What is Kyushoku? Like many countries all over the world, students in Japan eagerly await for the bell to ring so that they can enjoy school lunch. Lunchtime at Japanese schools is called “Kyushoku (給食)”, and many schools in Japan use local ingredients in their kyushoku menus. In this article, we will take a closer look at the secrets of kyushoku and what makes them unique.
What is Kyushoku?
Kyushoku is served in public elementary and junior high schools throughout Japan and is cooked lunches that are brought to the classrooms for each class. Every day, several students take turns serving lunch on a daily or weekly basis and rationing lunches for the entire class.
The school lunch menu changes daily and includes a wide variety of foods. It is a well-balanced meal of rice, bread, noodles, salad, etc.
The role of kyushoku is very important, as it provides nutritional support to students who are too busy to have breakfast, and also provides them with proper knowledge about food. It also provides balanced nutrition to children from poor families who cannot eat three meals a day.
The cost of kyushoku at elementary and junior high schools is based on a monthly fee system, with the national average ranging from 4,000 to 5,000 yen.
The school lunch menu is prepared by a nutrition teacher who is a certified dietitian and continues to prepare the menu every month with the primary goal of supporting the health of the children. Some children may have food allergies, so if you let the school know in advance what your child can’t eat, they will provide your child with a meal tailored to your child’s needs.
Ingredients used in the kyushoku lunches are well-considered. In order to provide safe and secure kyushoku lunches to the children, the school takes various aspects into consideration. Many of the ingredients used in kyushoku are domestically produced and local, in order to familiarize the children with the ingredients of their own country and region.
History of Kyushoku
The kyushoku lunch system started in 1889 when a municipal elementary school in Tsuruoka City, present-day Yamagata Prefecture, offered a set meal of rice balls, grilled fish, and pickles to children in need for free at lunchtime. This elementary school was originally built inside a temple, and the lunches for the poor children were made with rice and other ingredients that the monks of the temple received in return for going door to door and chanting sutras.
Later, in 1923, school lunches were encouraged by the government to improve the nutrition of children, but as World War II approached, school lunches were canceled due to a shortage of ingredients.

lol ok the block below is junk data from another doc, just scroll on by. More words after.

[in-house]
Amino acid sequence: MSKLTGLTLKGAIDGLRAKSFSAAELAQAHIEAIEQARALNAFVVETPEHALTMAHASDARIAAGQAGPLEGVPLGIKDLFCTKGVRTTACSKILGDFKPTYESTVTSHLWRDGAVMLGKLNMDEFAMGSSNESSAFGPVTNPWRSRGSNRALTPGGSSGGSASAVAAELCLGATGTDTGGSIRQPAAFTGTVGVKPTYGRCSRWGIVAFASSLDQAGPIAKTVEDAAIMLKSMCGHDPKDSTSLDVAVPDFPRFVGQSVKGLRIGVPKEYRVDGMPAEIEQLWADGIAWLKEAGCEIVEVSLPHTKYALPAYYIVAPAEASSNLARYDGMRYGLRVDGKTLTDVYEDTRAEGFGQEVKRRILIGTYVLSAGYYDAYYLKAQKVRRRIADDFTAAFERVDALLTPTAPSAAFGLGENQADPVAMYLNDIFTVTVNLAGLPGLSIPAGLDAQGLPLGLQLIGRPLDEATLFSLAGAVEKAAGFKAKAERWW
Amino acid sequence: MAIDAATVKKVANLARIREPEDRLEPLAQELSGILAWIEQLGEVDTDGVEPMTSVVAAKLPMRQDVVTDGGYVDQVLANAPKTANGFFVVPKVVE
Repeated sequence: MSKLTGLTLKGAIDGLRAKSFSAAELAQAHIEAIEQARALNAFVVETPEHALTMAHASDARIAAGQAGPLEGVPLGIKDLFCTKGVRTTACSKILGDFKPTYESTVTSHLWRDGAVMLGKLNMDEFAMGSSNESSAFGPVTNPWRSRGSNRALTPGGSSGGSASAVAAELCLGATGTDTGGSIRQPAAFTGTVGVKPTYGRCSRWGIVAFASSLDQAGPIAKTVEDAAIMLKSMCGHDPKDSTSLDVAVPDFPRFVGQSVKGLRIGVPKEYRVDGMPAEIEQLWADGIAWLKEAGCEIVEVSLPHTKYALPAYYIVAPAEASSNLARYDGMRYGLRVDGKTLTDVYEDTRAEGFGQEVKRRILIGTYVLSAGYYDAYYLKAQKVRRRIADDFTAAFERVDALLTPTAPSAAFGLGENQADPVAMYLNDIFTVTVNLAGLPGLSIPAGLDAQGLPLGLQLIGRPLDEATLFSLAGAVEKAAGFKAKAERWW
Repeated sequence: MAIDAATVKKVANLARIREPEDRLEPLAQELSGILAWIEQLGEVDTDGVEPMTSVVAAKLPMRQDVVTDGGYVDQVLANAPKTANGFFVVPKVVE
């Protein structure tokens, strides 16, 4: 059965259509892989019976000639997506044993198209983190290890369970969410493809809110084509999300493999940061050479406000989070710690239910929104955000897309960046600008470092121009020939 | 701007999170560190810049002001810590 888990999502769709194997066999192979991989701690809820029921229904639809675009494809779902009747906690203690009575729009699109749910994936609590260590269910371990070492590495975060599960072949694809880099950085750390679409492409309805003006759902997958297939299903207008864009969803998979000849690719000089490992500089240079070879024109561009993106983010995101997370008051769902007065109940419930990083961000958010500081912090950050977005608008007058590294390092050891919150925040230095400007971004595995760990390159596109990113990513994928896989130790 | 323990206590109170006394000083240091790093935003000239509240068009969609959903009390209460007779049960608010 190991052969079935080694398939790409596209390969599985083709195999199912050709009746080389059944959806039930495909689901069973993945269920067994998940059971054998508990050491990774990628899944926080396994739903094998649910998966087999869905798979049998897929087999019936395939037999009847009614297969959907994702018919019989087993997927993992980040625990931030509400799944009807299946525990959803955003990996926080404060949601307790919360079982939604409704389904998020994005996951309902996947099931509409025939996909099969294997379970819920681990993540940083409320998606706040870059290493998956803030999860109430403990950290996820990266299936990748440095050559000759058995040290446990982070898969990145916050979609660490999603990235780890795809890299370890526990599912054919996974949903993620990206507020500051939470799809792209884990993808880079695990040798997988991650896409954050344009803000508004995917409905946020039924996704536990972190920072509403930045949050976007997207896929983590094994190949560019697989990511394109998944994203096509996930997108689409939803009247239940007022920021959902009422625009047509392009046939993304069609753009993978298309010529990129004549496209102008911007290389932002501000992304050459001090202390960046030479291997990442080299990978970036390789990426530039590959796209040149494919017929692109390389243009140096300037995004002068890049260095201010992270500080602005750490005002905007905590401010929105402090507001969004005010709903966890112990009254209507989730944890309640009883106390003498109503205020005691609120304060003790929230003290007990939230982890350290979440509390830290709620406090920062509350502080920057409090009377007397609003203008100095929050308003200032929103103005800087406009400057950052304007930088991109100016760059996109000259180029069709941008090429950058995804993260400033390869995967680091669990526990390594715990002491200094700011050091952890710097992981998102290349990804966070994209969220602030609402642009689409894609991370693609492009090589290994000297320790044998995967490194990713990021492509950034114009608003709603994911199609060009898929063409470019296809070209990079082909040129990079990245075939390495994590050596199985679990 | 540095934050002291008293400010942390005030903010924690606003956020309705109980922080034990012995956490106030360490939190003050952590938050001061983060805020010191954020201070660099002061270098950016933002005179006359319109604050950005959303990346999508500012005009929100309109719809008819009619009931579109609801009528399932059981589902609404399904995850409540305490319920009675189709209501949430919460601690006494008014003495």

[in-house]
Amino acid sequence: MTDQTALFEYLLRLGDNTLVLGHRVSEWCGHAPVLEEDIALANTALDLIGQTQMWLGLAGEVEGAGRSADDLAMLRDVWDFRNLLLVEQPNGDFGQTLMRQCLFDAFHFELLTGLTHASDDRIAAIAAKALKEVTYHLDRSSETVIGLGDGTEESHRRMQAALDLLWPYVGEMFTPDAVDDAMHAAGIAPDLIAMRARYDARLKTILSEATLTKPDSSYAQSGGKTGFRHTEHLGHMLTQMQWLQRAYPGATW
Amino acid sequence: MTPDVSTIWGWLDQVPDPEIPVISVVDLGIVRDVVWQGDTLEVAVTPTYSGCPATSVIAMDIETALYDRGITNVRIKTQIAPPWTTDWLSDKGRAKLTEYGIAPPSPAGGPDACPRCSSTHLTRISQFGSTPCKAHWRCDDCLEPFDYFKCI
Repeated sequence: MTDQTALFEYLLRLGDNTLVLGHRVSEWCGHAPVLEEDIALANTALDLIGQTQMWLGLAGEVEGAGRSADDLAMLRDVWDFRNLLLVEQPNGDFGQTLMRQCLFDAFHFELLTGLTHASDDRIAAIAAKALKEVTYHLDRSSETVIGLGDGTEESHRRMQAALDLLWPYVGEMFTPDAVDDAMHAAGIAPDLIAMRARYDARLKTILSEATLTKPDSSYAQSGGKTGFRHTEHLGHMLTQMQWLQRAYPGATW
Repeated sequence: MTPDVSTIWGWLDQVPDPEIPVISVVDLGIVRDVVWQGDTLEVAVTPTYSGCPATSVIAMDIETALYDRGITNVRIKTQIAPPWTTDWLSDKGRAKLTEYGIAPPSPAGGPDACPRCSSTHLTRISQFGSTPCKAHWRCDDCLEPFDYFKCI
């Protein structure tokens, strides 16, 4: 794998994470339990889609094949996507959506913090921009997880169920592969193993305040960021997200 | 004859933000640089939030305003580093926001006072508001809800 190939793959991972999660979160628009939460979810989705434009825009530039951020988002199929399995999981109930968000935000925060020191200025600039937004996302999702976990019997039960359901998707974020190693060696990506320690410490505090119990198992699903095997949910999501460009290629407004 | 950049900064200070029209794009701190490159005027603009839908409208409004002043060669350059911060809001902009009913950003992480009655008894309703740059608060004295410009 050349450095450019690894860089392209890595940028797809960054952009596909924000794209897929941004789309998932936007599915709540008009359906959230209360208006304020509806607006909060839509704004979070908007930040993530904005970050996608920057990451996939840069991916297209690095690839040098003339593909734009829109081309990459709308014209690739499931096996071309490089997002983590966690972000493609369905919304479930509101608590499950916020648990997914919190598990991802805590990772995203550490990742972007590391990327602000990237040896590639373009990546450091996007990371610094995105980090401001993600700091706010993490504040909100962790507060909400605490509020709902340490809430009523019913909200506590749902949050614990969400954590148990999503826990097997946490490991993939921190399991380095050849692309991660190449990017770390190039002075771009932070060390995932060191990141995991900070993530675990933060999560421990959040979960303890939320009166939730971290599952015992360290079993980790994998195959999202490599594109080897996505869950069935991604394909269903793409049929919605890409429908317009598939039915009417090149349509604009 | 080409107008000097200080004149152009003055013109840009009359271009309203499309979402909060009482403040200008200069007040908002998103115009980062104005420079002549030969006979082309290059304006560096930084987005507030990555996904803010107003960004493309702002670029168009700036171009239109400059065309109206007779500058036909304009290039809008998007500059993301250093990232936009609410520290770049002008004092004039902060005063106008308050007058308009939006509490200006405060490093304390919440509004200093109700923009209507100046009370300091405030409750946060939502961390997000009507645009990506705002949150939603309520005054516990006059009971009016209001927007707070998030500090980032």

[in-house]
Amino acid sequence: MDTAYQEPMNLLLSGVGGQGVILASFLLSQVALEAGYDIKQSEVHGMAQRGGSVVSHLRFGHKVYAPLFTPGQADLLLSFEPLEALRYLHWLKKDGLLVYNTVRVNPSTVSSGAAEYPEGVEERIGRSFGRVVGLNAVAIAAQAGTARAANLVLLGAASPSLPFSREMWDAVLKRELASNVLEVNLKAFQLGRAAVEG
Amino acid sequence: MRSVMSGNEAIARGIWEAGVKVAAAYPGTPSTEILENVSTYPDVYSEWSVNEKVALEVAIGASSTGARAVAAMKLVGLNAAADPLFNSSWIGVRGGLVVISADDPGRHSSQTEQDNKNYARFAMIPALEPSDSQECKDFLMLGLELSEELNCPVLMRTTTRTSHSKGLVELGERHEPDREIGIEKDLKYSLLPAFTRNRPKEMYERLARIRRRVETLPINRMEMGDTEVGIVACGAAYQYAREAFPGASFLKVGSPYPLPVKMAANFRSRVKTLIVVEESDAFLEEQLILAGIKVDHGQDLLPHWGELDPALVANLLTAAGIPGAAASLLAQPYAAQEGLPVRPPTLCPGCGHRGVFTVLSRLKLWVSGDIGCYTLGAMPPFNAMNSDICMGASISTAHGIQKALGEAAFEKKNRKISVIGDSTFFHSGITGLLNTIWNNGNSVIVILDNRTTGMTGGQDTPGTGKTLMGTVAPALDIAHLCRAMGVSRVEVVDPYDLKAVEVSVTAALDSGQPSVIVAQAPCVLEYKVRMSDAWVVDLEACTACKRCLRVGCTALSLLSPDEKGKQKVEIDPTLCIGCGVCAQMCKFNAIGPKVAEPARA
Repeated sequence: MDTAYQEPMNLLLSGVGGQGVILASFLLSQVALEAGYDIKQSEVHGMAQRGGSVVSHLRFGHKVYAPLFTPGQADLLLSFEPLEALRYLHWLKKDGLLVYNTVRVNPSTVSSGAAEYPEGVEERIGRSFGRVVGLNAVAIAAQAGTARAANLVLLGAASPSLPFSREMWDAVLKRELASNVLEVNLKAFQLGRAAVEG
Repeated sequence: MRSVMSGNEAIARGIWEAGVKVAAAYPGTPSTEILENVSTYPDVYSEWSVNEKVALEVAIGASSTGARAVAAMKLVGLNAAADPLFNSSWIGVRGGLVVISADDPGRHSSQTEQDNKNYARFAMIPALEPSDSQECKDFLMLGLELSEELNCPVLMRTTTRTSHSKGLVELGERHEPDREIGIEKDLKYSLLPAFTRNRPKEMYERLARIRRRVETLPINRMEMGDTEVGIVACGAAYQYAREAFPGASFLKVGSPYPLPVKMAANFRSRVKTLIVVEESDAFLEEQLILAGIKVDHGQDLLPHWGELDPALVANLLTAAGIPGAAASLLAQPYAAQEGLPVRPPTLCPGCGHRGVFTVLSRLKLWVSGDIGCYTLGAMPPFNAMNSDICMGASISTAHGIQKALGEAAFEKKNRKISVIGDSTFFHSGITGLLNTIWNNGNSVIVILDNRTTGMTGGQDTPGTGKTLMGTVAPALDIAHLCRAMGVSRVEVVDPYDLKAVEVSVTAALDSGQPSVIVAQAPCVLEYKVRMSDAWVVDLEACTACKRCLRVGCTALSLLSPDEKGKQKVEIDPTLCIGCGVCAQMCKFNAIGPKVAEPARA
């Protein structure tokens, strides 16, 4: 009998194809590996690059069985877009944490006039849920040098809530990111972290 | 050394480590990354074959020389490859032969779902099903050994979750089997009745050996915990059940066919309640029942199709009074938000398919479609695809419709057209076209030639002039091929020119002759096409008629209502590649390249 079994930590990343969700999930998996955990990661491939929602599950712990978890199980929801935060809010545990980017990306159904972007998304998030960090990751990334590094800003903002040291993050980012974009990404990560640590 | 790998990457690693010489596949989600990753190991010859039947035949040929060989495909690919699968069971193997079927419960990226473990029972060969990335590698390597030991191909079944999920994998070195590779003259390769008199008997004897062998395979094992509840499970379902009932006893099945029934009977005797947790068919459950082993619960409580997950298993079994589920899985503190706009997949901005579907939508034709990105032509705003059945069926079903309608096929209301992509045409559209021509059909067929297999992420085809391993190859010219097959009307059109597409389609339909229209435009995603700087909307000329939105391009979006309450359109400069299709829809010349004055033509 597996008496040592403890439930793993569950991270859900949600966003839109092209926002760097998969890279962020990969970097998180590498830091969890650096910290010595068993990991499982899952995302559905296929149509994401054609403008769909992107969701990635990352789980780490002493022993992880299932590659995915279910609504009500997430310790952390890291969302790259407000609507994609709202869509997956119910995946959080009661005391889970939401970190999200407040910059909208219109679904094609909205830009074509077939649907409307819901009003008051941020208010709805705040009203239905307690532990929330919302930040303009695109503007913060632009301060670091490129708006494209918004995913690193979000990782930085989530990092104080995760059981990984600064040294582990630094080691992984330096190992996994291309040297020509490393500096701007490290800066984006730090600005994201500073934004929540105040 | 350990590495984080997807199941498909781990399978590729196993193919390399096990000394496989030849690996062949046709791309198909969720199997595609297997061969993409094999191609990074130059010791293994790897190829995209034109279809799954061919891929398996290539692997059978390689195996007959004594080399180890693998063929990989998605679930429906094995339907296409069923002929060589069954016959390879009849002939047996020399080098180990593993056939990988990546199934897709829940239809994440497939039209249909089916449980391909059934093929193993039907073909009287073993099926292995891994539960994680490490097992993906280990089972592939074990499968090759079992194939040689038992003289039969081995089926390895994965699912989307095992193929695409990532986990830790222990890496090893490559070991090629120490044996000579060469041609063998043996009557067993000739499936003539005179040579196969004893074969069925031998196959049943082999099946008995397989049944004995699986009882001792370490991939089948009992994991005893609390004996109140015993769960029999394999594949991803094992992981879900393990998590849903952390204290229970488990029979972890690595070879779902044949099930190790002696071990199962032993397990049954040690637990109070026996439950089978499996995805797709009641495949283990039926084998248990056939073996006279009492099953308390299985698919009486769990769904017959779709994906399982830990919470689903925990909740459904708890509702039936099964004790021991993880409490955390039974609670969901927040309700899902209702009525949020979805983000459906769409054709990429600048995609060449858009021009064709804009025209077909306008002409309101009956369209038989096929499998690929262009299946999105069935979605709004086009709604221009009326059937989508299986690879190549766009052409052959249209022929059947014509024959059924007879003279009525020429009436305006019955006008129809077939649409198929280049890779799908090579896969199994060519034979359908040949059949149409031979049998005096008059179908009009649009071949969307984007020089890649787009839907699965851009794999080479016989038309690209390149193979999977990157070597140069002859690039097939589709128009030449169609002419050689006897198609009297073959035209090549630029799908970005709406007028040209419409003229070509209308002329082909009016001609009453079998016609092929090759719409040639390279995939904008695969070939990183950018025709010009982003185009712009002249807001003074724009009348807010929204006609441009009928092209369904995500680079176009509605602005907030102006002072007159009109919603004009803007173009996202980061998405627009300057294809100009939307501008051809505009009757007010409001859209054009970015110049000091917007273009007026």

After the war, Japan was suffering from food shortages and poor nutrition for children became a serious problem. In response to a growing voice among the people to revive school lunches in an attempt to overcome this situation, the kyushoku system was resumed. In 1954, a law on school lunches was officially enacted, and the school lunch system spread nationwide.
Regional Kyushoku Differences
Since most kyushoku lunches use domestic ingredients, some of them in rural areas use local ingredients and specialties in order to familiarize children with the local foods. This article introduces you to some of the local and unusual menus that are rarely seen in Tokyo.
Hokkaido is known as a kingdom of seafood and land products. At elementary schools in Shibetsu Town in this part of Hokkaido, salmon roe, a high-class food in Japan, appears in the school lunch quite often. This is because November 11 is designated as “Salmon Day” in Japan, and Shibetsu Town has been serving salmon roe in kyushoku on that day as “Hometown School Lunch Day” for years.
Shibetsu is known as a sacred place for salmon, having once boasted the highest catch of salmon in Japan and so therefore the local fishermen and fishermen’s association provides free salmon roe to the local children so that they can become more familiar with the salmon of Shibetsu. Many Japanese people will envy the children of Shibetsu who can eat an overflowing amount of salmon roe for lunch.
In Aomori, a major producer of apples in Japan, apples often appear on the school lunch menu. For example, apples are served as a dessert, or as a processed product, and bread filled with cubes of apples boiled in sugar. In fact, it is almost rare for apples to not make an appearance on the menu at least a few times a week!
Ehime is one of the largest producers of mandarin oranges in Japan. Kyushoku lunchtime in Ehime always seems to have mandarin oranges on the menu.
One of the most surprising dishes is “Mandarin orange rice”. In Japan, oranges are usually eaten as they are or used as a dessert ingredient, but in Ehime, they cook rice with mandarin orange juice instead of soup stock! They also serve a juice mixture of mandarin and iyokan (Citrus Iyo) as a school lunch drink. Ehime’s mandarin oranges, grown in the sunshine, are a favorite fruit for all children!
School lunches that use local ingredients and are well-balanced are very important for children’s health. They are also a valuable time to interact with other classmates. Some schools post the recipes of their original menus on school lunch recipe sites, so you can find a recipe that interests you. Why don’t you try the same taste that Japanese children enjoy at school in your own home?